He Was In Foster Care - Now a Former RJLF Fellow is an RJLF Board MembeR
This story was written by the R. J. Leonard Foundation team in cooperation with Miles Hanley, formerly an RJLF Fellow and now an RJLF Board Member. It is a story that has brought Miles Hanley full circle from receiving help from RJLF to now working as a Board Member to offer help to current Fellows. He is an inspiration to all who know him. Here is his story:
By the time Miles reached 10 years old, he had lived in four states, constantly relocating due to the instability of his parent’s marriage and abuse within his family. Miles believes he last saw his father when he was between five and seven years old. It was difficult for his single mother to make ends meet as she raised him and his three rambunctious brothers, and when Miles turned 12, his mother became ill, no longer able to care for them. One day child protective services removed Miles and his siblings from their home with only a few minutes to collect their most precious belongings. After a short period of living with other family members, Miles and his brothers entered the foster care system.
Miles shared that after many challenging years in foster care placements, he was accepted to an Independent Living Program, which allowed him to live on his own while finishing high school. “People assume I had guidance and support,” Miles states, but he ultimately guided himself through school and life challenges. “It must have been a sight for other shoppers to see a teenage boy shopping for groceries by himself.”
At age 16, Miles met his future adoptive parents, Chris and Kelli Hanley. “They grew into my parents … my mentors ... They are a huge influence on my life. From navigating school and its complications to getting my driver’s license, Miles said, “they were there for me. After being in foster care, and a broken home, I had no experience of healthy relationships. They were my role models of how men and women should act. Their lessons and their values have taught me about healthy, loving, committed relationships, and how to be a good person in the world.”
When Miles was referred to the RJLF, he was at West Chester University and needed assistance with the transition from college to a career. At that time Miles told us that he had no professional network. “Having a team of people committed to me and my success gave me confidence to take a risk. With professionals in my corner, I was no longer in a position to lose.” When Miles joined the RJLF as a Fellow he was immediately matched with Jo Leonard who served as his Mentor during his college transition. In addition, he was given many resources such as a laptop, clothing for interviews, a network of industry professionals as well as job search training. He was connected to SAP through Jo Leonard, RJLF’s Founder and current Chief Visionary Officer, and after extensive interview prep prior to the interview he told us that he felt, “so prepared. Every question they asked me I had prepared for.” He received and accepted his job offer promptly after. He also received an Education Scholarship to reduce his loan burden. All of this support empowered him to pursue his goals with more confidence and passion.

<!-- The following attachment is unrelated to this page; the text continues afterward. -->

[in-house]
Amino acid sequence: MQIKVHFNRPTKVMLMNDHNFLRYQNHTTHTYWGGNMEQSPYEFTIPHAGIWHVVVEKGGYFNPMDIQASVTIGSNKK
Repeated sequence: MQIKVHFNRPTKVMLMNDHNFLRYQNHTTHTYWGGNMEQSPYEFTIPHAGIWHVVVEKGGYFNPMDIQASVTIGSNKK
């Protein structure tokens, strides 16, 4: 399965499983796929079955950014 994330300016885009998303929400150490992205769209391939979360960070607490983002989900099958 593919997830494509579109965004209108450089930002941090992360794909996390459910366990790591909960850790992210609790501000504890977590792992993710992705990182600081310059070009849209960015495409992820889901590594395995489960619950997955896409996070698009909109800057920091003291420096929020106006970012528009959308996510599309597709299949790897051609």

Today, Miles is a successful Senior Solutions Engineer at SAP, however, he remains connected to the foster care system as a Board Member of the R.J. Leonard Foundation. When asked why he wanted to continue his involvement in foster care, he immediately responded: “For the Fellows. I believe in the cause, and being a champion for this cause. There is an impact I can provide that others cannot … I want to be able to tell them, ‘Here’s what I learned: to believe in yourself. You are capable. You can create the life you want … as you want it to be. Be confident, and believe in yourself. Believe that you can do.”
About the R.J. Leonard Foundation: The transition from foster care to the ‘real world’ is abrupt. When a foster youth turns 18, they “age out” of the system and are left to shoulder all of the responsibilities of an adult with very little support. And most of the time, with no family. Aging out of foster care unprepared for the real world can have dire consequences. Between 400,000 – 500,000 children in the U.S. are broughtinto the child welfare system each year. In Pennsylvania approximately 13,000 – 15,000 children are currently in foster care or their families are involved in the child welfare system, according to the Pennsylvania State Resource Family Association.